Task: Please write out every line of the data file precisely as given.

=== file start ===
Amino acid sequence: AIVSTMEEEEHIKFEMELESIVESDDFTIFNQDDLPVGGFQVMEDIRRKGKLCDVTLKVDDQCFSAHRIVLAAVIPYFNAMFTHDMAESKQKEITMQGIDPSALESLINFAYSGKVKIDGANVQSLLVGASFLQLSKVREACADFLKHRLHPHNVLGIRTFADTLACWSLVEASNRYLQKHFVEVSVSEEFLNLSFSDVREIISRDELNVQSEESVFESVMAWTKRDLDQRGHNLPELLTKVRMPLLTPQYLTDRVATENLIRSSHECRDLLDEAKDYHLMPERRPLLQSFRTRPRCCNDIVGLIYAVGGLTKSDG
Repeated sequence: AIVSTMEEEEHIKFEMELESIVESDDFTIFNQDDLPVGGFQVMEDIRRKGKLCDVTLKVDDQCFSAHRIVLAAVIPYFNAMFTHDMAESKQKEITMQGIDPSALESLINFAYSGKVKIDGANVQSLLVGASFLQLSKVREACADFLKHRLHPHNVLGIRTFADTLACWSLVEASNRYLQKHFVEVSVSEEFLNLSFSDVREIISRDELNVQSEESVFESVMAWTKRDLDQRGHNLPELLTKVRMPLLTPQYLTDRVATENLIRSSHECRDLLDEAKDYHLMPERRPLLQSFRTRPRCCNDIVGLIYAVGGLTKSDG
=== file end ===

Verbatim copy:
Amino acid sequence: AIVSTMEEEEHIKFEMELESIVESDDFTIFNQDDLPVGGFQVMEDIRRKGKLCDVTLKVDDQCFSAHRIVLAAVIPYFNAMFTHDMAESKQKEITMQGIDPSALESLINFAYSGKVKIDGANVQSLLVGASFLQLSKVREACADFLKHRLHPHNVLGIRTFADTLACWSLVEASNRYLQKHFVEVSVSEEFLNLSFSDVREIISRDELNVQSEESVFESVMAWTKRDLDQRGHNLPELLTKVRMPLLTPQYLTDRVATENLIRSSHECRDLLDEAKDYHLMPERRPLLQSFRTRPRCCNDIVGLIYAVGGLTKSDG
Repeated sequence: AIVSTMEEEEHIKFEMELESIVESDDFTIFNQDDLPVGGFQVMEDIRRKGKLCDVTLKVDDQCFSAHRIVLAAVIPYFNAMFTHDMAESKQKEITMQGIDPSALESLINFAYSGKVKIDGANVQSLLVGASFLQLSKVREACADFLKHRLHPHNVLGIRTFADTLACWSLVEASNRYLQKHFVEVSVSEEFLNLSFSDVREIISRDELNVQSEESVFESVMAWTKRDLDQRGHNLPELLTKVRMPLLTPQYLTDRVATENLIRSSHECRDLLDEAKDYHLMPERRPLLQSFRTRPRCCNDIVGLIYAVGGLTKSDG